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Dr.Crippen murder trial witness buried in Ladywell cemetery

Located close to one of the inner pathways in Ladywell cemetery lies the final resting place of William James Spratling, sometimes referred to as W.J.Spratling. The cruciform headstone is often enveloped in shrubbery, so it needs a beady eye to spot it! Some while ago I discovered a fascinating link that W.J.Spratling had to Dr Hawley Harvey Crippen who committed one of the most notorious English murders of the 20th century. He dismembered his wife's body and buried the remains in the coal cellar of the house in North London they shared before fleeing with his lover, Ethel Le Neve, who was disguised as his son, as they tried to escape to Canada aboard the SS Montrose.

The story of that link and the 1910 trial is recounted here :

Inspector Dew escorting a handcuffed and muffled by scarf Dr.Crippen on arrival in England aboard the SS Megantic.

Inspector Dew escorting a handcuffed and muffled by scarf Dr.Crippen on arrival in England aboard the SS Megantic.

Source: Wikipedia.

Firstly Dr Crippen :

Born in Michigan in 1862, Crippen, a doctor of homeopathy, came to London in 1897 with his second wife, Cora. Mrs Crippen was a budding music hall singer, also known by her stage name Belle Elmore.  On the morning of 31 January 1910, Paul and Clara Martinetti left the Crippens’ house at 39 Hilldrop Crescent, after an evening dining and playing cards. Cora Crippen was never seen again.

After Cora’s friends caught Crippen out in his lies about her disappearance, the police began to look into her whereabouts. Despite them finding nothing suspicious, Crippen was sufficiently rattled by the investigation to flee, taking his lover and secretary, Ethel Le Neve, with him.

It was this act which caused Chief Inspector Walter Dew and colleagues to return to Hilldrop Crescent and conduct a second, more thorough, search of the property. Under the floor of the cellar, they discovered a mass of human flesh and internal organs, along with hair curlers, hair, and bloodied material from a camisole, pyjama top and handkerchief.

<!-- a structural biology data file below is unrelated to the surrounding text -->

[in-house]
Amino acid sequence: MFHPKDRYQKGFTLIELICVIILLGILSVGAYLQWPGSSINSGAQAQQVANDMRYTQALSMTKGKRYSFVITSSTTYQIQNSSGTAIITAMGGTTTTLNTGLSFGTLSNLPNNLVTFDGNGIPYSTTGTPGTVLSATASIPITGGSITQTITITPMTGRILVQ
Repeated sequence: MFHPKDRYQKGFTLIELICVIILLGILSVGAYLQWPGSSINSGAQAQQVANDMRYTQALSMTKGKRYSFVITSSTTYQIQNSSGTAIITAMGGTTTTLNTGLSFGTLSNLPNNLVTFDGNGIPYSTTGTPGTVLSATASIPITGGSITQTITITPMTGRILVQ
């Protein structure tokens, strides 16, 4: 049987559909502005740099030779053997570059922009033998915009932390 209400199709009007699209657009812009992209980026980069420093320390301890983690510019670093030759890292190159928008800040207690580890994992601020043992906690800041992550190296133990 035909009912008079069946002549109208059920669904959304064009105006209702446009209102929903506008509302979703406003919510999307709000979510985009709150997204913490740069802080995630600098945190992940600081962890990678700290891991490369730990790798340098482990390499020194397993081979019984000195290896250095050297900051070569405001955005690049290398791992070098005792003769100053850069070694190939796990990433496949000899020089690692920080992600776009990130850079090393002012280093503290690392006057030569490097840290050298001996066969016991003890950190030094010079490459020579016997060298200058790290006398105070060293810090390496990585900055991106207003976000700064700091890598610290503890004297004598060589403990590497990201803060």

The chase to capture Crippen and Le Neve was played out in public. in 1910 newspapers contained regular updates of Crippen’s behaviour on the SS Montrose as received by telegraph. They were also given updates on the progress of Inspector Dew, as he raced to reach Canada before the suspects on the faster SS Laurentic.

As well as being the first time a police chase was played out in the media, the Crippen case also saw the debut of the modern forensic expert, personified by pathologist Bernard Spilsbury. There were three main pieces of evidence: the hyoscine found in the body. Crippen had purchased hyoscine and signed the poison book at Lewis and Burrows Chemists in January 1910, but had no known use for the drug and could not provide a convincing explanation for what had happened to his purchase; the pyjama top which matched a pair of pyjama bottoms found in Crippen’s bedroom, and a representative from Jones Bros stated these had only been on sale since after the Crippens had moved into Hilldrop Crescent; and an alleged abdominal scar.